Debt to be eased by utility reforms?

Hard-pressed consumers may be set to see their utility bills kept under more control by new legislation.

One of the major causes of risin…

Hard-pressed consumers may be set to see their utility bills kept under more control by new legislation.

One of the major causes of rising consumer debt and financial strain in the past couple of years has been the surge in utility prices. Water bills are up while gas and electricity costs have rocketed.

This has all added to inflation at a time of economic strife and hit hardest at the poor, who spend a higher proportion of their money on fuel. It has increased the number in fuel poverty – defined as having to spend over ten per cent of income on fuel – and even left some leaving heaters off on cold winter days as they grapple with the choice of heating or eating.

With this being an area of widespread concern, pressure has been placed on the government and utility companies alike. Ministers have been seeking a solution and have now revealed plans are in the pipeline to improve the lot of householders.

Announcing new legislation, the Queen's Speech said: "My government will propose reform of the electricity market to deliver secure, clean and affordable electricity and ensure prices are fair."

In addition to this, the Queen also announced: "A draft bill will be published to reform the water industry in England and Wales."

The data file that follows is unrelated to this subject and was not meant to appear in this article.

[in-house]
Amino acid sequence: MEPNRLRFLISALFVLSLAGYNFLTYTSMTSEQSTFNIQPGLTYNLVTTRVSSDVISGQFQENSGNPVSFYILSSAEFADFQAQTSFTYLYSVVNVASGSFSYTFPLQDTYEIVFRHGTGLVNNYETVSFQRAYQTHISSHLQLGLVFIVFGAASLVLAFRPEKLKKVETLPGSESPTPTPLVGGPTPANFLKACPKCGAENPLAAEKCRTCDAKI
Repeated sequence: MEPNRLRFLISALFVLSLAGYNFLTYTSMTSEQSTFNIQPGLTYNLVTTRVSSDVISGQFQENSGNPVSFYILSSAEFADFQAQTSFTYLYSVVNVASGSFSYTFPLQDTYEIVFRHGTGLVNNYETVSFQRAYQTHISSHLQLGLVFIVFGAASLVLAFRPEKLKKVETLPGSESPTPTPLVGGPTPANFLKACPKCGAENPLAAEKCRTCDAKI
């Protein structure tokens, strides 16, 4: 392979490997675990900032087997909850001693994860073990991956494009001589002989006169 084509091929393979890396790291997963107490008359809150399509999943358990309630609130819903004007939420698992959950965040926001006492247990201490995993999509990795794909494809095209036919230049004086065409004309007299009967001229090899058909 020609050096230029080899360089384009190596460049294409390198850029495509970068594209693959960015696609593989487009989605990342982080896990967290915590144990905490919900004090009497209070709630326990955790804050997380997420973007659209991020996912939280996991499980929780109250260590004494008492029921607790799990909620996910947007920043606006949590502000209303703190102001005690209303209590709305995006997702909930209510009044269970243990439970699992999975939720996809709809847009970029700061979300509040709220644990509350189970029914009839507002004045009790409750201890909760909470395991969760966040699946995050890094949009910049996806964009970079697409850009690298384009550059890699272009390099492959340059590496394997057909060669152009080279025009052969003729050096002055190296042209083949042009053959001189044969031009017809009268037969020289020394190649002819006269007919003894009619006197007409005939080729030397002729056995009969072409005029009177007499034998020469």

Those words do not confirm that there is a specific aim in the latter case to reduce water bills, but such an outcome would be eminently desirable for the government and the consumers who can reward or punish it at the ballot box. But the electricity proposals are clearly aimed at ensuring the cost of energy is kept down.

Commenting on the electricity plans, executive director of consumer body Which? Richard Lloyd said: "We recognise that mechanisms to encourage investment in low carbon electricity generation are necessary, but the cost to the consumer should be the government's overriding concern when they are negotiating contracts.

"People tell us rising energy costs are their biggest financial worry so the government should also take the opportunity to reform energy tariffs and make them simple and fair."

Of course, with pressure to ensure Britain's energy generating future is as green as possible, that circle may not be easy to square. However, a better idea of whether this can be achieved may be gauged when details of the bill are published.

Posted by Paul Thacker

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